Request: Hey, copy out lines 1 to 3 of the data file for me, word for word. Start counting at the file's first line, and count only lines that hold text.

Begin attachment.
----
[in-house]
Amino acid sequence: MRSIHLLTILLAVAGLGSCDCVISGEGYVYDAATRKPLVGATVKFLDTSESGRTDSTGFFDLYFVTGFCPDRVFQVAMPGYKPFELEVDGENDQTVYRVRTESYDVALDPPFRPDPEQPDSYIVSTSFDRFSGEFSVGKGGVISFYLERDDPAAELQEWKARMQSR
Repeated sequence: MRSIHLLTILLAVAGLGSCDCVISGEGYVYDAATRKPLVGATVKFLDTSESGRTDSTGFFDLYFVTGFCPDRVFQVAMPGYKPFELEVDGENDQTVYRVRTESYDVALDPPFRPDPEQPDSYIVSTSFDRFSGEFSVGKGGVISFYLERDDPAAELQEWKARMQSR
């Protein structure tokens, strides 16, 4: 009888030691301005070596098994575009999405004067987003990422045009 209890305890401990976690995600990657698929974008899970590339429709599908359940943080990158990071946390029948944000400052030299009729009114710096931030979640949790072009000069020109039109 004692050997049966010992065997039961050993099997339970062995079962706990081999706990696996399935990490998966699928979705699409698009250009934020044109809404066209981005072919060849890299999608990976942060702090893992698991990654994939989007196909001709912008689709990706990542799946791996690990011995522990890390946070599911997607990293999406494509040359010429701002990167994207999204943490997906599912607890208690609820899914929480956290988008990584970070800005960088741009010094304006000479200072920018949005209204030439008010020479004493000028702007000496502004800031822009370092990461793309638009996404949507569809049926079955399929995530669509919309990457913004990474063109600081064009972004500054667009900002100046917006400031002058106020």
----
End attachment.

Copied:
[in-house]
Amino acid sequence: MRSIHLLTILLAVAGLGSCDCVISGEGYVYDAATRKPLVGATVKFLDTSESGRTDSTGFFDLYFVTGFCPDRVFQVAMPGYKPFELEVDGENDQTVYRVRTESYDVALDPPFRPDPEQPDSYIVSTSFDRFSGEFSVGKGGVISFYLERDDPAAELQEWKARMQSR
Repeated sequence: MRSIHLLTILLAVAGLGSCDCVISGEGYVYDAATRKPLVGATVKFLDTSESGRTDSTGFFDLYFVTGFCPDRVFQVAMPGYKPFELEVDGENDQTVYRVRTESYDVALDPPFRPDPEQPDSYIVSTSFDRFSGEFSVGKGGVISFYLERDDPAAELQEWKARMQSR